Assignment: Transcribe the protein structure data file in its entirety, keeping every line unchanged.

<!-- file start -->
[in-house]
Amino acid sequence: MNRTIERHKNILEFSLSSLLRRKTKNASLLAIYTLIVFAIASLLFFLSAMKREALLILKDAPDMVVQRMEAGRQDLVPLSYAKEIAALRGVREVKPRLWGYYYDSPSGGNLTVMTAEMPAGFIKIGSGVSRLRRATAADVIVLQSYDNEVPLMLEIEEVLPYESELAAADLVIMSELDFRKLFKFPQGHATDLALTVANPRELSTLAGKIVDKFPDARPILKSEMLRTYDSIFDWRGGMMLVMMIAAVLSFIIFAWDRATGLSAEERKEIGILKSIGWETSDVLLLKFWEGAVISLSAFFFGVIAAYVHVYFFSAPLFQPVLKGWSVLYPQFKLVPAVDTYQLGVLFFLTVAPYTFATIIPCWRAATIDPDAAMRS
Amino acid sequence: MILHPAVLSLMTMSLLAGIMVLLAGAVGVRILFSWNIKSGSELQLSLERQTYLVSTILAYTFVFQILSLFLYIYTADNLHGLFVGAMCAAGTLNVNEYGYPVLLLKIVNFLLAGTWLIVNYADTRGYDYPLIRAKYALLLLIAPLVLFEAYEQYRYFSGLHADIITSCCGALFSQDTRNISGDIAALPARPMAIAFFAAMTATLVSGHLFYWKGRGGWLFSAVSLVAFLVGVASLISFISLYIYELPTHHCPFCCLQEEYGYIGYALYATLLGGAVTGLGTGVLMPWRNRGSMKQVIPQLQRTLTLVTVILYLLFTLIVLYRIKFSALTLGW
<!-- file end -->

[in-house]
Amino acid sequence: MNRTIERHKNILEFSLSSLLRRKTKNASLLAIYTLIVFAIASLLFFLSAMKREALLILKDAPDMVVQRMEAGRQDLVPLSYAKEIAALRGVREVKPRLWGYYYDSPSGGNLTVMTAEMPAGFIKIGSGVSRLRRATAADVIVLQSYDNEVPLMLEIEEVLPYESELAAADLVIMSELDFRKLFKFPQGHATDLALTVANPRELSTLAGKIVDKFPDARPILKSEMLRTYDSIFDWRGGMMLVMMIAAVLSFIIFAWDRATGLSAEERKEIGILKSIGWETSDVLLLKFWEGAVISLSAFFFGVIAAYVHVYFFSAPLFQPVLKGWSVLYPQFKLVPAVDTYQLGVLFFLTVAPYTFATIIPCWRAATIDPDAAMRS
Amino acid sequence: MILHPAVLSLMTMSLLAGIMVLLAGAVGVRILFSWNIKSGSELQLSLERQTYLVSTILAYTFVFQILSLFLYIYTADNLHGLFVGAMCAAGTLNVNEYGYPVLLLKIVNFLLAGTWLIVNYADTRGYDYPLIRAKYALLLLIAPLVLFEAYEQYRYFSGLHADIITSCCGALFSQDTRNISGDIAALPARPMAIAFFAAMTATLVSGHLFYWKGRGGWLFSAVSLVAFLVGVASLISFISLYIYELPTHHCPFCCLQEEYGYIGYALYATLLGGAVTGLGTGVLMPWRNRGSMKQVIPQLQRTLTLVTVILYLLFTLIVLYRIKFSALTLGW